Litigation and Regulatory Compliance



Connecticut Supreme Court Weighs in on Faulty Workmanship as an Occurrence in the Standard CGL Policy

June 11, 2013 Advisory

By Michael Thompson and Michael Menapace

The next card has been played in the ongoing dispute of whether faulty workmanship is an occurrence under the standard ISO CGL policy. As most readers are aware, faulty workmanship by a contractor is not an occurrence under the law of some states (e.g., New Jersey, Ohio, and Pennsylvania). Whereas the law in other states (e.g., Florida, Texas and Wisconsin) provides that faulty workmanship can be an occurrence. In responding to a certified question from the federal district court in the Northern District of Alabama, the Connecticut Supreme Court has ruled that defective construction work can constitute an "occurrence" under the terms of the standard CGL policy. Capstone Building Corp. v. American Motorists Ins. Co., SC 18886, June 11, 2013.

In this case, the Capstone Plaintiffs, served as general contractor and project developer for the construction of a housing complex at the University of Connecticut. Three years after completion of the project, UConn sent Plaintiffs a letter alleging that, as a result of Plaintiffs' work, there were "defects and deficiencies" in the project, including elevated levels of carbon monoxide. After the Plaintiffs' insurer AMICO rejected the claim under a standard CGL policy, the Plaintiffs and UConn settled their dispute. Subsequently, the Plaintiffs brought suit in Alabama for breach of contract and bad faith.

AMICO argued that because defective construction is deliberate and lacks the element of "fortuity," it does not constitute an "accident," and thus, is not an "occurrence." The Court disagreed, however, and stated that "[a] deliberate act, performed negligently, is an accident if the effect is not the intended or expected result; that is, the result would have been different had the deliberate act been performed correctly." Therefore, because it is the motive of the acting party which determines whether an act is intentional or accidental and, from the viewpoint of Plaintiffs, their negligent work was unintentional, the Court held that their faulty workmanship constituted an "accident," and thus, could constitute an "occurrence."

Even though the Court rejected AMICO's argument that a CGL policy never covers damage to the insured's project, the Court did hold that "property damage" does not include construction deficiencies unless they damage other, non-defective property. Therefore, if there is no damage beyond faulty workmanship or defective work, then there is no "property damage." Moreover, because defective work, without more, is not "property damage," then the repair of the defective work itself cannot constitute "property damage." Thus, there is a difference between "a claim for the costs of repairing or removing defective work [itself] - which is not a claim for property damage - and a claim for the costs of repairing damage caused by the defective work which is a claim for property damage." Finally, the Court stated that damage that does not cause a "physical, tangible alteration to any property" is not "property damage," and in this case, the escaping of carbon monoxide alone does not constitute "property damage."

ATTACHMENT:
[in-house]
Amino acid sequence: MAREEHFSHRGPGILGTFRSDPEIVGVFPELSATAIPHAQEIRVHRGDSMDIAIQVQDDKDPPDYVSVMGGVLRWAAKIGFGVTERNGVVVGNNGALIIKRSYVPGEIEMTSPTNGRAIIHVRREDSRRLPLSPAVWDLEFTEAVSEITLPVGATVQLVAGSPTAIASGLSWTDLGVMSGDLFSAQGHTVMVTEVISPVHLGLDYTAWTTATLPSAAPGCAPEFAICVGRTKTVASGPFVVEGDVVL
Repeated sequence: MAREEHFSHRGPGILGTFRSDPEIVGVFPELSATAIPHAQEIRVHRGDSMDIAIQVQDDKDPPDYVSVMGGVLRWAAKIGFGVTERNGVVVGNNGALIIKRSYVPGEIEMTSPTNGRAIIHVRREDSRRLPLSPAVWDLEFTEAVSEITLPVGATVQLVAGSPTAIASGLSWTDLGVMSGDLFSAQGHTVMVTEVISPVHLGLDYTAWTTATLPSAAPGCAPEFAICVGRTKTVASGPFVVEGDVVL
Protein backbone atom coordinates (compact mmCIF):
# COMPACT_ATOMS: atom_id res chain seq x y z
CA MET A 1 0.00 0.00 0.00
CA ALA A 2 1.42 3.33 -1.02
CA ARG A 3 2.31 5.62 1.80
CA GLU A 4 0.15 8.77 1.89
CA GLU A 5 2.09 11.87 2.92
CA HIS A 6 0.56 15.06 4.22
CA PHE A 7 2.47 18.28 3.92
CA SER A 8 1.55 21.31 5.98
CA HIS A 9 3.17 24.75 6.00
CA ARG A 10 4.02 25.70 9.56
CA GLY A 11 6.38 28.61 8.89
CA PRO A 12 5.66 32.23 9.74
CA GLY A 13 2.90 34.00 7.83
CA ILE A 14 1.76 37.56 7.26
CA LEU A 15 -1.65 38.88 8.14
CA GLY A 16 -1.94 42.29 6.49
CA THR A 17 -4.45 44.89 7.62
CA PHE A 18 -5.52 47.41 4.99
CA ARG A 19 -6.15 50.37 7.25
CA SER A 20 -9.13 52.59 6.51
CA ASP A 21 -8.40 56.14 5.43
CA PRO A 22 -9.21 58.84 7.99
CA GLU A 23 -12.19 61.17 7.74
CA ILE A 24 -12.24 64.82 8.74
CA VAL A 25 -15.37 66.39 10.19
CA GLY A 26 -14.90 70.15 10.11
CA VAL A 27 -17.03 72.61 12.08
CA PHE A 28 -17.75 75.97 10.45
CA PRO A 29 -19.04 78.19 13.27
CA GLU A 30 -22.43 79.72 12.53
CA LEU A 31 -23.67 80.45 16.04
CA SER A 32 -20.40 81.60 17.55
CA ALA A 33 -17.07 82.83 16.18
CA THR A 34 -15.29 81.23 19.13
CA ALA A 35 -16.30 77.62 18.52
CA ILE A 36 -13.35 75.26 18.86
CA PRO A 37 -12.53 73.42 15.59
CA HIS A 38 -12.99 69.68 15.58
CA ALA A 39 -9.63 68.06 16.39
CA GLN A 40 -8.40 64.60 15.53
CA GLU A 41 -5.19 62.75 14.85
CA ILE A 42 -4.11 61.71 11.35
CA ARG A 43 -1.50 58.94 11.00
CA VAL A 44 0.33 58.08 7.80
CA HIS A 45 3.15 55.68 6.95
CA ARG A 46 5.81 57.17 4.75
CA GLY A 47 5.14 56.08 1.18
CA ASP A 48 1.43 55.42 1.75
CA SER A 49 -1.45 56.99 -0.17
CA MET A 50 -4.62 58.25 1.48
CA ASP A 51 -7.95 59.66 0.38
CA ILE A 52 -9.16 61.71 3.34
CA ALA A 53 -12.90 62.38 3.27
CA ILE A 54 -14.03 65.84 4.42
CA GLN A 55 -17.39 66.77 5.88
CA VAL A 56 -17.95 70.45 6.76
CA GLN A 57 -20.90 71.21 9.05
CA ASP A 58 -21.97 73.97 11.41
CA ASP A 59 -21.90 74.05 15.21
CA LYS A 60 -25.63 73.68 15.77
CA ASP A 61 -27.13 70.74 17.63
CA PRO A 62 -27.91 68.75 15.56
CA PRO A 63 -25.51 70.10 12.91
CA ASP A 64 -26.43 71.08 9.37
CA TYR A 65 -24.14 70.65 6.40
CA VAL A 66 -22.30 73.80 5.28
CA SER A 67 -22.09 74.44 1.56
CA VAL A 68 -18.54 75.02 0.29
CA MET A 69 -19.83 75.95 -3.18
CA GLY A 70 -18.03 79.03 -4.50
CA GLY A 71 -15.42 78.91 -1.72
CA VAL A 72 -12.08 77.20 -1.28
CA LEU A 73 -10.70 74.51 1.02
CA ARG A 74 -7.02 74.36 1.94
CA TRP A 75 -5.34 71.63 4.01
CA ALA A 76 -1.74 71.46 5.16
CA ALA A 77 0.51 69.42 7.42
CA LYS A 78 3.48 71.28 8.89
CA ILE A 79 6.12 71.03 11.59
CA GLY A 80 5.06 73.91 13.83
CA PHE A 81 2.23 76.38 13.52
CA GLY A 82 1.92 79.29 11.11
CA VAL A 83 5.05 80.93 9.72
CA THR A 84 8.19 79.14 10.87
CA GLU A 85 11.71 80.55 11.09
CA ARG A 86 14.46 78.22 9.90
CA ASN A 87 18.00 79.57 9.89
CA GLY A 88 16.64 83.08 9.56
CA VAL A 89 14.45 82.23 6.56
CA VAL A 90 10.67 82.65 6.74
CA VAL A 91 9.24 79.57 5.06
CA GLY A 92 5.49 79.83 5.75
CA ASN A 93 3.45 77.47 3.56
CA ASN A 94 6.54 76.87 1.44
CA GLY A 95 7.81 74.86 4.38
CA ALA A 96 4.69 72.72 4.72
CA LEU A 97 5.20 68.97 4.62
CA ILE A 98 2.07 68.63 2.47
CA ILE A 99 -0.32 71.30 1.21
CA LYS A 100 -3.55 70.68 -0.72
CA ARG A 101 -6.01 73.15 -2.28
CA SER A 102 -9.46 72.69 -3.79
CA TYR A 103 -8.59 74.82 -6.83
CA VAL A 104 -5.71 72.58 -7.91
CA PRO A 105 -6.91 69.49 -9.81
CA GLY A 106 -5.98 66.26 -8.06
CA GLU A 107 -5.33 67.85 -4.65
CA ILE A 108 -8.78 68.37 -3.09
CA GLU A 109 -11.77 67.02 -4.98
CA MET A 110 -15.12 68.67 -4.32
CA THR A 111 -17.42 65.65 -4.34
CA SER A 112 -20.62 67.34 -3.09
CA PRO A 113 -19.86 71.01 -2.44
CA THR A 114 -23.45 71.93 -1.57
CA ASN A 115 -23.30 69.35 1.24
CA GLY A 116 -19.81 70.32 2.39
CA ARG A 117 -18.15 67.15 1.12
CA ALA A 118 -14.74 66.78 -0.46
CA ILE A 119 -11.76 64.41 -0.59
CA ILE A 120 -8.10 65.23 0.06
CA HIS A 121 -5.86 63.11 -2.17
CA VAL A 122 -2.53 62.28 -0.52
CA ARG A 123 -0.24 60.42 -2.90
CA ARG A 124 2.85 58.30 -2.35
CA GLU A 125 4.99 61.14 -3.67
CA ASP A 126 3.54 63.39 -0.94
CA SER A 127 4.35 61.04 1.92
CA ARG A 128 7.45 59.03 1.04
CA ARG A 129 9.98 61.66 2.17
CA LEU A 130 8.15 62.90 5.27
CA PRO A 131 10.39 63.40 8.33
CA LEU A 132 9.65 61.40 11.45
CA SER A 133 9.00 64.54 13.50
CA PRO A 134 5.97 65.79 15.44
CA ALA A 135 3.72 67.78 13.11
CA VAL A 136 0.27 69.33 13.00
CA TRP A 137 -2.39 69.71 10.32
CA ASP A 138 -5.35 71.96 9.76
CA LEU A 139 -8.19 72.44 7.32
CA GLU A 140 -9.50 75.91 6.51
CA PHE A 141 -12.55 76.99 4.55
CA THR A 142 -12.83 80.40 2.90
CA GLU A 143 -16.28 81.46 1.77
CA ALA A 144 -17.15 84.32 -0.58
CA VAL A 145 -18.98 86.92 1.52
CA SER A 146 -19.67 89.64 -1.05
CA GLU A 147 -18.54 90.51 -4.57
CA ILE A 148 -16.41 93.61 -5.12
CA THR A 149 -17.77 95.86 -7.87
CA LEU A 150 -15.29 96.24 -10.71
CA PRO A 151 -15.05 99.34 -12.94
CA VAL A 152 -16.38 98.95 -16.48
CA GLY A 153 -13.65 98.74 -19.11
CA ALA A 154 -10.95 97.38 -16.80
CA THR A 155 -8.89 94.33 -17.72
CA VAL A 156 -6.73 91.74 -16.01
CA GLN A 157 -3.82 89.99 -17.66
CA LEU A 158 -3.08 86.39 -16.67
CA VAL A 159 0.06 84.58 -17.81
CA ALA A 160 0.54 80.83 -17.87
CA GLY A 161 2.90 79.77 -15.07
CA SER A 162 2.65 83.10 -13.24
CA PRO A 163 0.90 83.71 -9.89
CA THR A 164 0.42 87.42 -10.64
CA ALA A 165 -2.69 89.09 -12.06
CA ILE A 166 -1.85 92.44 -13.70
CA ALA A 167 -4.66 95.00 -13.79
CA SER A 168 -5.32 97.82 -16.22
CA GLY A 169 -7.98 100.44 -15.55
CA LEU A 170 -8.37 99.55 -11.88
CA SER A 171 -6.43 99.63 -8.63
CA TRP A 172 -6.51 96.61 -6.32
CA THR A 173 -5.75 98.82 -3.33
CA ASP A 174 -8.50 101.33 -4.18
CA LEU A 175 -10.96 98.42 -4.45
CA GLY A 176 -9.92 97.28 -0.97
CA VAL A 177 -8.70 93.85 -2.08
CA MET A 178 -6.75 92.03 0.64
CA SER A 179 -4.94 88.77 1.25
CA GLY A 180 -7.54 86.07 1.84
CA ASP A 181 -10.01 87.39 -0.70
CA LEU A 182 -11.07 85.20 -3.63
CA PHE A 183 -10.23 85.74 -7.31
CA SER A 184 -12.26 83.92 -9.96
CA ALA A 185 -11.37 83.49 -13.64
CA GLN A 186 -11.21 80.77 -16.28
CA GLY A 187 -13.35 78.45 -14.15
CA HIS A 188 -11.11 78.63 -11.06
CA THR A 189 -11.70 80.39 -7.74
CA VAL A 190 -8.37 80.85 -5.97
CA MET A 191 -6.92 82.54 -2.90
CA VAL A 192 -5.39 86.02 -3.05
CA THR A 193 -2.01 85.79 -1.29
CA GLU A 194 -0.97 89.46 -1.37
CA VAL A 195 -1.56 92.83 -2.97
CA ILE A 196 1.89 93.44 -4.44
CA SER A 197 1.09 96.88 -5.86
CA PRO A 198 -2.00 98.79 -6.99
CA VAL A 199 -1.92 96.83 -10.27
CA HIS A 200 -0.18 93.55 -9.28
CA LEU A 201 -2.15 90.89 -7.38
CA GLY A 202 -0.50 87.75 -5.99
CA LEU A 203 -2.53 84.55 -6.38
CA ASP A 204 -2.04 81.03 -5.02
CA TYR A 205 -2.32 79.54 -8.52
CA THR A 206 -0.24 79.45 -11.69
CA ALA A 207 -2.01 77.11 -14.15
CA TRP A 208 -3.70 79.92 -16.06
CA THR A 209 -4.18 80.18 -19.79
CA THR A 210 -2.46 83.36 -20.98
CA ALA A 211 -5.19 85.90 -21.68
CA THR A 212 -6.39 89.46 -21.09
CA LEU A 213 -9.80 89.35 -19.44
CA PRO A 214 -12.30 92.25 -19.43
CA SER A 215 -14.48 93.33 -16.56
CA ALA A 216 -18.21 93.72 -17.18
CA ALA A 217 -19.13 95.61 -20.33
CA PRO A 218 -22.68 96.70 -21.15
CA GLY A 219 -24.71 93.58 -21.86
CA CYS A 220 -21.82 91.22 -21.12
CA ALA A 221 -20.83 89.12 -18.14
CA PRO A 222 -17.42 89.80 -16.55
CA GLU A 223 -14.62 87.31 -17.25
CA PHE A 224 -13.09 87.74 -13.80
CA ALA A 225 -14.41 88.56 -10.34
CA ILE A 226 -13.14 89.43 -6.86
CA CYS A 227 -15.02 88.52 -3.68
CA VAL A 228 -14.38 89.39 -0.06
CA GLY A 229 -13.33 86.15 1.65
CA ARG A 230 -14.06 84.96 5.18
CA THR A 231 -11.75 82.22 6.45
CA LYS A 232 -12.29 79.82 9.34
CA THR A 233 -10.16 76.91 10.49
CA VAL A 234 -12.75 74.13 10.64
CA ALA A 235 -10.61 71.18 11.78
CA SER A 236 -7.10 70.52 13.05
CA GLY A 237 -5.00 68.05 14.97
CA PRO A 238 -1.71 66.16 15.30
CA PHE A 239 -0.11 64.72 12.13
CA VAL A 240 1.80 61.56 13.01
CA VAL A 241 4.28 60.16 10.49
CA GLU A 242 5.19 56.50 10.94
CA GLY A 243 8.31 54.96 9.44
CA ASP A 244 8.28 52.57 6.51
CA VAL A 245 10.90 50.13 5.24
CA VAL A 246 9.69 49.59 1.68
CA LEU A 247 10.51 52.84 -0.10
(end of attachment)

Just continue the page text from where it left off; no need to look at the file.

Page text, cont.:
The Court went on to consider the business risks exclusions and held that some of the damages may be excluded by the "your work" exclusion, but then brought back within coverage by the "subcontractor exception" to that exclusion. Thus, the Plaintiffs will have to prove at the trial court level that the property damage was caused by its subcontractors' defective work, rather than its own.

On the other questions certified to the Court, it held: there is no bad faith cause of action against an insurer for failing to conduct a discretionary investigation; and where underlying global settlements include the resolution of covered and non-covered claims, the insured has the burden to prove that the settlement was reasonable in proportion to the claims that the insurer was obligated to defend.

It is now the law in Connecticut that:

  • Allegations of unintended defective construction work by a subcontractor that damages nondefective property may constitute an "occurrence" resulting in "property damage" under certain circumstances.

  • Defective work, standing alone, or repairs to defective work do not constitute property damage and, therefore, are not covered under the standard CGL policy.

  • Work by a contractor, as opposed to a subcontractor, is excluded from coverage under the business risks exclusions.

  • There is no cause of action based on an insurer's failure to conduct a discretionary investigation of claims for coverage.

  • In global settlements encompassing multiple claims, the insured has the burden of proving that the settlement is reasonable in proportion to claims that, considered independently, the insurer had a duty to defend.

No doubt, this same dispute will continue to play out in the insurance industry. Will insurers clarify the language in their policies to exclude faulty workmanship from coverage? Will insurers factor coverage for these damages into their pricing? Or, will market forces leave insurers having to simply cover these losses? The big picture reaction is uncertain, but at least the stakeholders have some clarity on how Connecticut law applies to claims of faulty workmanship under the standard CGL policy.

Special thanks to Summer Associate Samuel Weber for his assistance with this advisory.